- Journals and magazines
- Web pages
However, if a student learns of something that is not "common knowledge" from other types of sources, such as:
- a conversation with a relative
what the student learns should be credited to the source, even if it is a result of a conversation. Students may avoid crediting something someone told them for a couple of reasons:
- Since they are expected to use traditional sources (like those listed above), students may feel that citing a conversation with a relative is not the type of source an instructor will take seriously. But if that relative happens to be an expert or someone with direct experience with a particular subject, an instructor may well view that person as a citable source.
- Often students do not know how to cite a non-traditional source, such as those listed above. Style guides (like MLA and APA) do not discuss how to cite a relative. Those guides do discuss citing interviews. In addition, without applying a style, students can simply add a citation stating that the information was obtained when talking with the source. While an instructor may deduct points for improper style, improper citation format is not sufficient grounds to justify a plagiarism charge.
The definition for plagiarism at Kent State University does not qualify what types of sources must be cited and which ones do not. ALL types of sources should be given "full and proper credit." So although information that is gathered from a non-traditional source is not as easy to document as plagiarism when compared to copying passages from a published work, instructor suspicion can lead to a charge of plagiarism, which will be followed by an investigation. Regardless of possible outcomes during a formal investigation, the ethical obligation to cite sources remains.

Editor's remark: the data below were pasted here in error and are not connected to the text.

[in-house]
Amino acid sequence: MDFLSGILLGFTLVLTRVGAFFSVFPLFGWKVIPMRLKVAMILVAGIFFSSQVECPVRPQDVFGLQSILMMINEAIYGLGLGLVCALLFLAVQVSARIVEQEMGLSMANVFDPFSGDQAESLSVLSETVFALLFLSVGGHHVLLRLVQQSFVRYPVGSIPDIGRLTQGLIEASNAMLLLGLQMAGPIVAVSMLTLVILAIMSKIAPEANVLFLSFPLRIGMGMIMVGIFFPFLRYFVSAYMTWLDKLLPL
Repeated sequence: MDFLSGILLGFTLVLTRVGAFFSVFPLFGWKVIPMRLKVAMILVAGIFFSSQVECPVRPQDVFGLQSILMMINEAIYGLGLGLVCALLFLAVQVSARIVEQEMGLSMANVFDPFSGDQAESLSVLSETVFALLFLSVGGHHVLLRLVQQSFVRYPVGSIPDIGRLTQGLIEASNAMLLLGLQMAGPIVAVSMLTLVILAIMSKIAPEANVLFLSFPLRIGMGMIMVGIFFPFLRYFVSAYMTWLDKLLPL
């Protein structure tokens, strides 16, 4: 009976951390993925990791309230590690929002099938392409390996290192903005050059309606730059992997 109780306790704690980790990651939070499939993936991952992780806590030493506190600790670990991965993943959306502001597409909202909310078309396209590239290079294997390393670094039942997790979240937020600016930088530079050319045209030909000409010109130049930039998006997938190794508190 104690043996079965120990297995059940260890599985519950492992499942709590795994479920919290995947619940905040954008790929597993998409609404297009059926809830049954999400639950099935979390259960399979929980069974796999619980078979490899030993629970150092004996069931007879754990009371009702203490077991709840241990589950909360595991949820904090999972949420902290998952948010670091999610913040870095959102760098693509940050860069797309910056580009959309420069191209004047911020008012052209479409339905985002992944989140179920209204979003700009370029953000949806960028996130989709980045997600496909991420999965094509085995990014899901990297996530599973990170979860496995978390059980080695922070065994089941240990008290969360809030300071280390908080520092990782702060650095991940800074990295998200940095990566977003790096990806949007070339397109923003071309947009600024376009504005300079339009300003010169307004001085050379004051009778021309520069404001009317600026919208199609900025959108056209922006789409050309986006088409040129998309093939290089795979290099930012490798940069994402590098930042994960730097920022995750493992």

Although not defined as "double-dipping" in the policy, this term is used to describe another behavior that is subject to the same sanctions as plagiarism. Double-dipping is re-using assignments or (according to the policy) "a substantial portion of a piece of work previously submitted for another course." The university expects all students to hand in original work for each class. If a student takes an assignment (such as a term paper) and simply hands it in for a grade in a subsequent class without discussing the fact that the assignment was used for a previous course, if caught, the student may be subject to the same sanctions as if he or she plagiarized. The policy does not clearly define "a substantial portion," so students should be very careful about re-using parts of previously handed-in assignments and discuss this with their instructor before handing in the assignment.
The last bit of advice for students concerned about avoiding plagiarism or even the appearance of plagiarism, is to seek help. If a student questions himself or herself about something in an assignment (that may constitute plagiarism) he or she should show his or her instructor the assignment and talk about his or her concerns before handing in that assignment. If there is no time to meet with the instructor, the campus Writing Center or the library are good resources to help students determine whether or not their writing might be plagiarized. Students who ask for help and show concern about avoiding plagiarism are much less likely for be accused.